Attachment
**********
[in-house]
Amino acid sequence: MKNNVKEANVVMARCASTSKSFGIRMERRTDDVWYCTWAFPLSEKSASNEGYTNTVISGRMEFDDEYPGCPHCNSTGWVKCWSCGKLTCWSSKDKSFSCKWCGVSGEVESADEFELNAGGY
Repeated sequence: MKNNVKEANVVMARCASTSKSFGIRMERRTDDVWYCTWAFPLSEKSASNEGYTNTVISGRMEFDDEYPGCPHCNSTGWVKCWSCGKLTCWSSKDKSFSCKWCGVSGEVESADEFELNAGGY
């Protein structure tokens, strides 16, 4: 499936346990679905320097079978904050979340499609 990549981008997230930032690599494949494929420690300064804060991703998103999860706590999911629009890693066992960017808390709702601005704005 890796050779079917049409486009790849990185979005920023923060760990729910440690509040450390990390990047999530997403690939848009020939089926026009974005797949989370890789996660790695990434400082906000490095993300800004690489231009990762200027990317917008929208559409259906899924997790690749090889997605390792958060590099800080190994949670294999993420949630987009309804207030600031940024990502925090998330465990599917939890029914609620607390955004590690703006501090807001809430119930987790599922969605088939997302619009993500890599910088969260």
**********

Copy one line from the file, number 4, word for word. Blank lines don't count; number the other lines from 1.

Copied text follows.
């Protein structure tokens, strides 16, 4: 499936346990679905320097079978904050979340499609 990549981008997230930032690599494949494929420690300064804060991703998103999860706590999911629009890693066992960017808390709702601005704005 890796050779079917049409486009790849990185979005920023923060760990729910440690509040450390990390990047999530997403690939848009020939089926026009974005797949989370890789996660790695990434400082906000490095993300800004690489231009990762200027990317917008929208559409259906899924997790690749090889997605390792958060590099800080190994949670294999993420949630987009309804207030600031940024990502925090998330465990599917939890029914609620607390955004590690703006501090807001809430119930987790599922969605088939997302619009993500890599910088969260």